A Glimpse of the Past

This past weekend the village of South Jacksonville, Illinois came alive to celebrate the 47th Annual Prairie Land Heritage Museum Steam Show and Fall Festival Days. Flea market and antique vendors from across the country set up to sell their wares. They were joined by food vendors, artisan craftsmen (and women), tractor enthusiasts and period re-enactors. All of these folks came together in the spirit of the past to bring a little of that past into the 21st century.

For most of my life, I have resisted the idea of collecting antiques or trinkets of any type. In all honesty, I have always accumulated items that are useful and have a purpose or function in the present day. (Sewing books and supplies, gardening and herb tools, plants and books, cookbooks, etc.) I have even found myself involved with accumulating items to add to family heirloom collections. But I was not one to collect items just for the fun of it. It seemed to me that the items always needed to be dusted and/or cared for. They also took up much needed space in our small house. My husband, on the other hand, loves collecting. Most notably his favorite collection category is Allis Chalmers. He collects almost every true orange item he can find. He also enjoys antique tools and household tools, farm tools, military items, roadrunner items, etc. We have gone ‘antiquing’ together several times a year for 27+ years but I just never understood the attraction…until recently that is.

Recently I have started to view antiques as a way to connect the lives of our ancestors (and others from the past) with our own. As a person who loves people and had a double major of Sociology and Social Work in college, I have always been interested in studying and learning from people. Now it seems I have fallen in love with how antiques can enhance and have enhanced everyday lives. Take the Victorian Era for example. During the Victorian Era (1837-1901), women did not work outside the home. They also did not have electricity and had to perform all household tasks without the aid of machines or power-generated light. This meant that their days were consumed with completing the basic chores needed to keep their family members fed, clothed, and cared for. All of this during daylight hours or by kerosene lantern. (Think about how you feel whenever a power outage occurs for a short time only!) Even so, they still knew the importance of pursuing creative handcrafts to add a touch of class to their homes. In fact today, the Victorian Era is well-known for the feminine touches that women contributed to their households. Things like fragrant flower and herbal nosegays, roses, lace, ribbons and parlors are now symbolic of this period. Whenever I look at an antique handcrafted item, I can now almost picture the lady of the house investing hours of time and love into it’s creation.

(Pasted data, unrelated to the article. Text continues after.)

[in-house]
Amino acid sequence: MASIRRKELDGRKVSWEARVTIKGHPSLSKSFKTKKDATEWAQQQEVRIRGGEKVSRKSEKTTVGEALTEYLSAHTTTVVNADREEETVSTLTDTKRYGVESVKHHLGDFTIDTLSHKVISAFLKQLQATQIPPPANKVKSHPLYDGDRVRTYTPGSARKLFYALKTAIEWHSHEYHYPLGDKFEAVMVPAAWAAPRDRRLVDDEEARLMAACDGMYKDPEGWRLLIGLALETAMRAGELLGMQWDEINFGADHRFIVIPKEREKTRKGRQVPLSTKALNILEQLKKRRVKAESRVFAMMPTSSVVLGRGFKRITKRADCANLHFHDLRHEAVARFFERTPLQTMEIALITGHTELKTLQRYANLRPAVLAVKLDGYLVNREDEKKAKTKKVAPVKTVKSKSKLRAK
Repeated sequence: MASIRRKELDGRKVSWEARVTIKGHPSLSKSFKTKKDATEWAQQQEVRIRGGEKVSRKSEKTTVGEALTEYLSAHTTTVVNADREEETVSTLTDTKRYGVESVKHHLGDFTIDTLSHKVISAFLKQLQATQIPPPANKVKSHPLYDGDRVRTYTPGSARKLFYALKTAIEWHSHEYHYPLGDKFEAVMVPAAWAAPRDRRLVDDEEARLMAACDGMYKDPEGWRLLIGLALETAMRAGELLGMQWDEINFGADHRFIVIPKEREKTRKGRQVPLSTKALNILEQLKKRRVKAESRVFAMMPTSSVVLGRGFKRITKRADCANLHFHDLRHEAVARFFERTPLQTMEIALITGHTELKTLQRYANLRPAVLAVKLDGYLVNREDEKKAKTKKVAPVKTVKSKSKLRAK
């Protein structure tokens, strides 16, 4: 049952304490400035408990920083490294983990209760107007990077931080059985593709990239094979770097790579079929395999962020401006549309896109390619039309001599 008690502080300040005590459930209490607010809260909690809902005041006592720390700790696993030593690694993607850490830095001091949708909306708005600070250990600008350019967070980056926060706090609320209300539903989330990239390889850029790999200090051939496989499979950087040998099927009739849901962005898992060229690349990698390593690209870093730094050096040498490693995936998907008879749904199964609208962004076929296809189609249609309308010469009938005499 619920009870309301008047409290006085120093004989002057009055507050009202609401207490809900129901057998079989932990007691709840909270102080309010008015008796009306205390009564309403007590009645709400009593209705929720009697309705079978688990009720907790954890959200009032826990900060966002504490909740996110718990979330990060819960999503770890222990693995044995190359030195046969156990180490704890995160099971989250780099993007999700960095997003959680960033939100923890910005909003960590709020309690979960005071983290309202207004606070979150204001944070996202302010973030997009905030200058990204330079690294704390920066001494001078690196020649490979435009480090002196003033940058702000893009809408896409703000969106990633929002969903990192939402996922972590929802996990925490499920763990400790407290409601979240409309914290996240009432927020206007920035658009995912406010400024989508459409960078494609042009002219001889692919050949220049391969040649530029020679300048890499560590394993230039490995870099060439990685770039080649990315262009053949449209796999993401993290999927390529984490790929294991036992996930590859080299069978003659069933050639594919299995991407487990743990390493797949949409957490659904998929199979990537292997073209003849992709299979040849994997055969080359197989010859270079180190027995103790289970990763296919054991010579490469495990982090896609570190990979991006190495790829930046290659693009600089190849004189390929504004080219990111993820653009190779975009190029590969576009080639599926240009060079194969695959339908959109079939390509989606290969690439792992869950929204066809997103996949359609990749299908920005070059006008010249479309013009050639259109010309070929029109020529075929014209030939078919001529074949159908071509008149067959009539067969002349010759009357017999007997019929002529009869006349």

I am also highly interested in antique household ‘tools’. Things like wooden wash boards and wringer washers. Can you imagine hand-scrubbing all of your family’s clothing and linens on a wooden board in a large wash tub? Just cleaning a blanket or quilt had to take hours to complete. Then it still needed to be hung to dry in the sunshine as clothes dryers had yet to be invented! Needless-to-say, women were undoubtedly thrilled when the wringer washer became affordable for the average household. Yet even these machines were hand-cranked! Families were also much larger in the past and all of the clothing needed to be washed and dried.

Antiques to me now offer a glimpse into the lives of women and men of the past. Festivals like the Prairie Land Steam Show demonstrate how these items were actually used by everyday people. They also offer attendees a chance to hunt for (and possibly purchase) a piece of that history as a flea market find. A priceless trip back in time!

Are you looking for a place to find the perfect item from the past that is is open year round? Then check out The Peddlers’ Antique and Home Decor Shoppe, 1847 South Main, South Jacksonville, Ill. They are open 6 days a week for your convenience. While you are there, look for The Simple Heart of Life booth and travel back in time with us!


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